Dawn Bingham is a woman on a mission.
For 10 years, she has been ministering as a volunteer at the High Point Detention Center, in High Point, N.C., meeting with prisoners one-on-one and leading group Bible studies. She’s also a member of The Salvation Army Women’s Auxiliary and serves as liaison for the local Salvation Army shelter.
Her mission: to win people for Jesus Christ. My Hope America is right up her alley.
“Ever since I heard we were doing [My Hope] here, I’ve been praying for salvation and awakening and revival of historic proportions in our nation,” Dawn said. “And for our jail, that we would have a great harvest and that God would be glorified and would prepare the hearts of the men and women who are here, so that the jail would become His church.”
On Tuesday, Bingham and others showed one of the My Hope programs, Defining Moments, at High Point’s Salvation Army shelter. Four residents invited Christ into their hearts, and 12 rededicated their lives to Him.
And for three days this week, Dawn and other volunteers, working with chaplain Joyce Setchfield, are showing the My Hope programs to as many prisoners as they can at the High Point Detention Center. By the time they finish Thursday night, they will have shown the programs to 15 separate groups of prisoners.
Some of those attending are believers who have been inviting cellmates and others to come and hear the message of Christ.
“One of the main things [I’m praying for is] that we all find out the truth and turn our lives over to God,” said Donald, who has been incarcerated since January. “For people who don’t really know God and Jesus and that He died on the cross for us, to understand and learn and hopefully turn their lives over to Christ.”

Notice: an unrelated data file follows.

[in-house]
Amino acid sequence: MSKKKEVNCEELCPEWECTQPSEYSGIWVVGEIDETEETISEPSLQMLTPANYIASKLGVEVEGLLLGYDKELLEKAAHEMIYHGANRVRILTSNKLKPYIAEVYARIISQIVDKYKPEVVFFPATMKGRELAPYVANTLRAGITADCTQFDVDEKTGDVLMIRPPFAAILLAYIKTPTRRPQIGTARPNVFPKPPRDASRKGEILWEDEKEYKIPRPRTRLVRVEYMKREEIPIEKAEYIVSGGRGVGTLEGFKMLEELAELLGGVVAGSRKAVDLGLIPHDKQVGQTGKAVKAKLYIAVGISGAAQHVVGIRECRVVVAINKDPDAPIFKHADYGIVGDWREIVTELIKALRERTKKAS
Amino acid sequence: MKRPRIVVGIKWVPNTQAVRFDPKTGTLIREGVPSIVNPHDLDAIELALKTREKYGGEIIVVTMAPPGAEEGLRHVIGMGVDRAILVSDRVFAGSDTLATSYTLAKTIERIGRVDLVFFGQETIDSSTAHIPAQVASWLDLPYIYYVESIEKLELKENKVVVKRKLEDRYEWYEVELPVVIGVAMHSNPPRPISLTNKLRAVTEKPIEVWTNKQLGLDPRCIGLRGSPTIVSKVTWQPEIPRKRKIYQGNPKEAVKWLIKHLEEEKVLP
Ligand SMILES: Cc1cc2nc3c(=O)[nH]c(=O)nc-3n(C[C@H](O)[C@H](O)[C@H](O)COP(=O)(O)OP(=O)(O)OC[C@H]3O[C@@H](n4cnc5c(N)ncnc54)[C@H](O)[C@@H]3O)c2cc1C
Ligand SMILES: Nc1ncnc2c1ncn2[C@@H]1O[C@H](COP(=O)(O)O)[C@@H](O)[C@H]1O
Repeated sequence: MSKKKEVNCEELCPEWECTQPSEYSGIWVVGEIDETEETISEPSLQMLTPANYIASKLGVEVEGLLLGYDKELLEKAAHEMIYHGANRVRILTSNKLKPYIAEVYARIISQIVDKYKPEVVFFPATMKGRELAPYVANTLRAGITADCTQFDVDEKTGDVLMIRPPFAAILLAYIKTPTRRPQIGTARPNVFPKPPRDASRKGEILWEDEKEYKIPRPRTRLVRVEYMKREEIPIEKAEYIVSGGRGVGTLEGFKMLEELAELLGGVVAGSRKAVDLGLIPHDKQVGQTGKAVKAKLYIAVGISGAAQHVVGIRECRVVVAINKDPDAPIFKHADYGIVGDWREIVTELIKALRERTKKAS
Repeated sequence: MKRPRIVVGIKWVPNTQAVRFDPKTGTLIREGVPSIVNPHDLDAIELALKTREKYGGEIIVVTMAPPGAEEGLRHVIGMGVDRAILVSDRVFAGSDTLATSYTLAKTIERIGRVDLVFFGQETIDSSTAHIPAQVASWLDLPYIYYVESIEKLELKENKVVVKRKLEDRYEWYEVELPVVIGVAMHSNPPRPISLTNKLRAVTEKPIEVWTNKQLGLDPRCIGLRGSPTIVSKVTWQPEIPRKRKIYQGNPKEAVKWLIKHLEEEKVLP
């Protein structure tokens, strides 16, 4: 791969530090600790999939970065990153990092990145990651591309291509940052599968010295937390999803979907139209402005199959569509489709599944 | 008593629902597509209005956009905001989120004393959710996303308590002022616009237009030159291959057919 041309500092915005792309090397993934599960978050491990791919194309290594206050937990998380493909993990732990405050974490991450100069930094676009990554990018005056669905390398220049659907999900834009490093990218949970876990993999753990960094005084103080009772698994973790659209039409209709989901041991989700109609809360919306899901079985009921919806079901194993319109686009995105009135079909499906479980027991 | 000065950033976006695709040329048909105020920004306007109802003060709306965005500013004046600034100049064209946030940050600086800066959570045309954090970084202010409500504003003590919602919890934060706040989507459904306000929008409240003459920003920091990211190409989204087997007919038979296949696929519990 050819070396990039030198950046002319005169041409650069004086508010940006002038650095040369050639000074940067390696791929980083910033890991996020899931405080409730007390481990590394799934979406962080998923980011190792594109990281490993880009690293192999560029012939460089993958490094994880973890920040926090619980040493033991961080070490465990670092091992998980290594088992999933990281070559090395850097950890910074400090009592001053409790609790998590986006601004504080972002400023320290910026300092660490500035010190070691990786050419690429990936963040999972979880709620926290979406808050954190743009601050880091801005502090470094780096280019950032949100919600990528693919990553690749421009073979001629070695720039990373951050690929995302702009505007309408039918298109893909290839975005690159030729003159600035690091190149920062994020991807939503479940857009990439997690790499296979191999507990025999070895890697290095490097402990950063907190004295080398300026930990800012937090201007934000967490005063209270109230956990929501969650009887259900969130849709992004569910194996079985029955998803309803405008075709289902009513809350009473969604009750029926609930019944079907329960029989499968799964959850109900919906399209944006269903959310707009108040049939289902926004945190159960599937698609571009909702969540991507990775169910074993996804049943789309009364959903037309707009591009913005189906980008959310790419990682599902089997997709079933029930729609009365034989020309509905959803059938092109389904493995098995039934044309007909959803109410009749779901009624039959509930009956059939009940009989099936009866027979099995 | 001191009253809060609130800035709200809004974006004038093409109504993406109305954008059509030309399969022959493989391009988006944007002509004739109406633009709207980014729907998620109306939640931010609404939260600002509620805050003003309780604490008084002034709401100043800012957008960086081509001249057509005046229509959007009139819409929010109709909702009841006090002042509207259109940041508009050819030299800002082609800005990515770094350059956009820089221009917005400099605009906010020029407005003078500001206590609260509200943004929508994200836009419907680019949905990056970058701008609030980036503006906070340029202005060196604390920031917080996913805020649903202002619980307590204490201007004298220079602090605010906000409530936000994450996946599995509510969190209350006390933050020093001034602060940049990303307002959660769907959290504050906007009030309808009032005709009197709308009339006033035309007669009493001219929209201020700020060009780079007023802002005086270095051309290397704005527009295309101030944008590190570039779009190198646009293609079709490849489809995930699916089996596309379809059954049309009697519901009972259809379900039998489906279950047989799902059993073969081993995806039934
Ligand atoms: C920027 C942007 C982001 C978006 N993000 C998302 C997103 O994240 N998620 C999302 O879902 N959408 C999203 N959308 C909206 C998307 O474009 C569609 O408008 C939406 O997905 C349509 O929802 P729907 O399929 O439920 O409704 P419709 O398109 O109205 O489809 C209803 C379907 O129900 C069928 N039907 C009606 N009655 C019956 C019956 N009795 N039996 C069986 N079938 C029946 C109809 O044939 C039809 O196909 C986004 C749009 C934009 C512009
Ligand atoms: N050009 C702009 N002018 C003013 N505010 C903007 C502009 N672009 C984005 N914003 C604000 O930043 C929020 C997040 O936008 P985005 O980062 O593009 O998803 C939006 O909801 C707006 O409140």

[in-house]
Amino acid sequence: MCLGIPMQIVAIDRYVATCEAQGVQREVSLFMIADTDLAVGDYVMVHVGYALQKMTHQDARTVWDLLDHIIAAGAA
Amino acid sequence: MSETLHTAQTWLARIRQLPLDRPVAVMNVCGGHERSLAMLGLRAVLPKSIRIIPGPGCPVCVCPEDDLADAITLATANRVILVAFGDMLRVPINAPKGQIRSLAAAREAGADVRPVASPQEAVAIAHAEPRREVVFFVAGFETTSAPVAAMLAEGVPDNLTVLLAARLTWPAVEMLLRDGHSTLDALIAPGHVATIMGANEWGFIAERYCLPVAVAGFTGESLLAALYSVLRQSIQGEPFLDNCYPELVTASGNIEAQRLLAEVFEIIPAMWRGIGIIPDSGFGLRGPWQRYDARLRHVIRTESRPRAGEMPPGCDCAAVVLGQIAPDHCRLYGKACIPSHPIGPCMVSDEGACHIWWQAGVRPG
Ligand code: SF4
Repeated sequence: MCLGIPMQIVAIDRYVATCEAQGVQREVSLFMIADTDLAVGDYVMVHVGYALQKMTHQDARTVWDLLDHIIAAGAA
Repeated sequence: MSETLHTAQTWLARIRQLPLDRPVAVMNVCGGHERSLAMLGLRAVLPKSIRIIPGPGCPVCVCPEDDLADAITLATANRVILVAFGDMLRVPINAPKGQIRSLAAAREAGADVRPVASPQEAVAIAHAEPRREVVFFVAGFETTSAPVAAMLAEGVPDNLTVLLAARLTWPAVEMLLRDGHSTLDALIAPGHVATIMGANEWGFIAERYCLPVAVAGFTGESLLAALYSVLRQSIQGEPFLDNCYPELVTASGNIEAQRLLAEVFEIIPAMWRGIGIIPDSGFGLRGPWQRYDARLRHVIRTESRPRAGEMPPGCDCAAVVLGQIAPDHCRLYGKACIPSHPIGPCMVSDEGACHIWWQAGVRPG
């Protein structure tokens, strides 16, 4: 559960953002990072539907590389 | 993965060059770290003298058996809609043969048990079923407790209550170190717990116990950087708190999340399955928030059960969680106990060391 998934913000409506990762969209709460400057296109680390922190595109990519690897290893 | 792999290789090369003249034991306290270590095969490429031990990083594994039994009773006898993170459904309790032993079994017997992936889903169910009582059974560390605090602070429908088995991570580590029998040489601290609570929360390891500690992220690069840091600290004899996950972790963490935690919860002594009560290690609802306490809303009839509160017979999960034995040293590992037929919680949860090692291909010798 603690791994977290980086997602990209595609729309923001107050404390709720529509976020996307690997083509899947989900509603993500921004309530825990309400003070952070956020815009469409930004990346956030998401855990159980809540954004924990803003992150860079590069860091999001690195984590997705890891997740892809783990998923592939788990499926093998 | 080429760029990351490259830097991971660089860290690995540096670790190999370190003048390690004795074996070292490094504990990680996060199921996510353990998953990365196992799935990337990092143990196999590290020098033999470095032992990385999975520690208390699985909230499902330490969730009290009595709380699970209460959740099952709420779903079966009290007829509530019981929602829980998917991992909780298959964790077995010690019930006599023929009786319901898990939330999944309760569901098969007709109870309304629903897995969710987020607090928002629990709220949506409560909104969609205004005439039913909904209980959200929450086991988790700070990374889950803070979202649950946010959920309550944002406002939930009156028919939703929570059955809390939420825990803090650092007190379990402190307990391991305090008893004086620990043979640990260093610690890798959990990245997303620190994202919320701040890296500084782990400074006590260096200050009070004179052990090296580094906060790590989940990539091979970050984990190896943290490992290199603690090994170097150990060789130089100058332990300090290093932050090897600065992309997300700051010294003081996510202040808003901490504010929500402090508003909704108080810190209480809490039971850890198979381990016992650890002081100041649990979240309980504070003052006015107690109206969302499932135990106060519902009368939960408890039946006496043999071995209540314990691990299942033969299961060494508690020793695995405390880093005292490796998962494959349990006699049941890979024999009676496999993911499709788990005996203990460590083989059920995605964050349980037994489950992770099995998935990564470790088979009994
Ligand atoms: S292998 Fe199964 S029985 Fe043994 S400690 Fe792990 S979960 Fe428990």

Donald said he grew up attending church but “wandered off.” Since February, he has been attending Bible study consistently.
“Once I started coming to Bible study, I started understanding more,” he said. “I’m not perfect. I still have a whole lot more work to do, but I’m definitely striving to become a better man, a better Christian, a better role model for my children.”
Wednesday evening, four different groups, meeting on various floors of the Detention Center, watched My Hope programs. The men who attended on the 4th floor were open about their struggles and failures:
“I’ve got a real bad temper.”
“I struggle with pride.”
“I have anger issues.”
“I lost my family because of what I did in the streets. I had my own job and my own apartment, and I did something stupid, and now I find myself in here.”
The program they saw was The Cross, in which Billy Graham explains the significance of Jesus’ death on the cross for humanity. Along with Mr. Graham’s teaching, the program traces the testimonies of hip-hop artist Lecrae Moore and singer Lacey Sturm. Lecrae’s story of drug abuse, violence and gang activity resonated with the men.
After the program, several men on the 4th floor prayed to rededicate their lives to Christ. On one of the other floors, a volunteer reported that two men made first-time commitments to Christ. Over the first two nights, 25 first-time decisions and 29 rededications were indicated and Dawn Bingham is bursting with joy.
“I’m just so excited about what God is doing, and it’s a privilege to be a part of it,” she said. “I pray that they will grab hold of Jesus and just hold onto Him and remember that He will never leave them or forsake them. And I pray that they would become the men and women of God that He has in mind for them.”
For local and national television listings for The Cross or to watch it online, click here: http://watchbillygraham.com/